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I agree trade is genarally good and the trade war is stupid.  I’m at a loss how trading Chinese labor in the form of Walmart junk paid for by dollars in the form of data bits moved around on a Chase bank computer from the American side to the Chinese side doesn’t leave me poorer?    My product breaks, gets used up, or becomes obsolete.   My money is spent by China to improve their competitiveness and infrastructure.   Some is lent back to my government to be theoretically repaid with interest (in the form of even more debt).   China benefits.  The us day of reckoning is postponed.  Landfills grow.  Doesn’t America shrink, hidden by inflation as we devalue our currency at 2% a year?

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6 minutes ago, Lark said:

I agree trade is genarally good and the trade war is stupid.  I’m at a loss how trading Chinese labor in the form of Walmart junk paid for by dollars in the form of data bits moved around on a Chase bank computer from the American side to the Chinese side doesn’t leave me poorer?    My product breaks, gets used up, or becomes obsolete.   My money is spent by China to improve their competitiveness and infrastructure.   Some is lent back to my government to be theoretically repaid with interest (in the form of even more debt).   China benefits.  The us day of reckoning is postponed.  Landfills grow.  Doesn’t America shrink, hidden by inflation as we devalue our currency at 2% a year?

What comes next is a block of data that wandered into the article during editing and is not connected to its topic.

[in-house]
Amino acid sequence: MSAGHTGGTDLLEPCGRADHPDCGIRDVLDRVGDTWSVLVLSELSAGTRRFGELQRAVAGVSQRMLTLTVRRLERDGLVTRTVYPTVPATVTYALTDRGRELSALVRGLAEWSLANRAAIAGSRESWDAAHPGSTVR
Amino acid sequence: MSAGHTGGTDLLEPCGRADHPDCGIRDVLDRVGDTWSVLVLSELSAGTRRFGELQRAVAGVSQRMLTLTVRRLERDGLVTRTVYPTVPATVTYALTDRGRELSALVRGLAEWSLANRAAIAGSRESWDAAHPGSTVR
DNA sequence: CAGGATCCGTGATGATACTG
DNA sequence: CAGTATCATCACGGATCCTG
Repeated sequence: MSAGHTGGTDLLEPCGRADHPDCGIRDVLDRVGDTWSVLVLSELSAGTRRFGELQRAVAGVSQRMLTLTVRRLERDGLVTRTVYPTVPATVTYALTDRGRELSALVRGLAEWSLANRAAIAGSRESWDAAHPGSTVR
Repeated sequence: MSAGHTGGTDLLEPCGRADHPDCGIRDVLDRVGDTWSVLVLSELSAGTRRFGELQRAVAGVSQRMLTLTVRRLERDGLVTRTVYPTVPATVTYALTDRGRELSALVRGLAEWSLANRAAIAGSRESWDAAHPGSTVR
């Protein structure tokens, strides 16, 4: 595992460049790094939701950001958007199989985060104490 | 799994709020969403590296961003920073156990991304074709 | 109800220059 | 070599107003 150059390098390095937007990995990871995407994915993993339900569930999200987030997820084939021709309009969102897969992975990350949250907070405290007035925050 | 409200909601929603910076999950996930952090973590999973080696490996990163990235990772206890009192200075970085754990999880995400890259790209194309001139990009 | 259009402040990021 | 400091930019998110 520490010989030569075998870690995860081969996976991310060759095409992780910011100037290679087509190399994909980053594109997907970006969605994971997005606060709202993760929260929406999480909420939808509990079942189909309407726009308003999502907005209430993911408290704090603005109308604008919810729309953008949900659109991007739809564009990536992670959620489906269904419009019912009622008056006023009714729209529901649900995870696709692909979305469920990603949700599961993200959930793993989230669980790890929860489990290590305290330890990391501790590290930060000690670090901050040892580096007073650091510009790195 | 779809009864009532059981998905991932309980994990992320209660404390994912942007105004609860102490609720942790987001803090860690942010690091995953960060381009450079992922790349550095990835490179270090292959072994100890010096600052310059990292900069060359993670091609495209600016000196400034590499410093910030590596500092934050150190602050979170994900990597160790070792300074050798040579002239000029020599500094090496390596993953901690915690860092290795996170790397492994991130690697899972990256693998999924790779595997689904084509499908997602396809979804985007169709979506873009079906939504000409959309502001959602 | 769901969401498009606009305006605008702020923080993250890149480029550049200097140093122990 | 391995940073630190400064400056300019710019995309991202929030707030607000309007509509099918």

You don't have to buy the chinese junk. I agree that buying junk is probably not the best use of funds - but it's hard to argue that the living standards of the stagnant middle class have been propped up by cheap & exploited chinese labor and a destroyed environment. Now, we can debate WHY the middle class is stagnant, but I believe it's got nothing to do with china.

 

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1 minute ago, Raz'r said:

You don't have to buy the chinese junk. I agree that buying junk is probably not the best use of funds - but it's hard to argue that the living standards of the stagnant middle class have been propped up by cheap & exploited chinese labor and a destroyed environment. Now, we can debate WHY the middle class is stagnant, but I believe it's got nothing to do with china.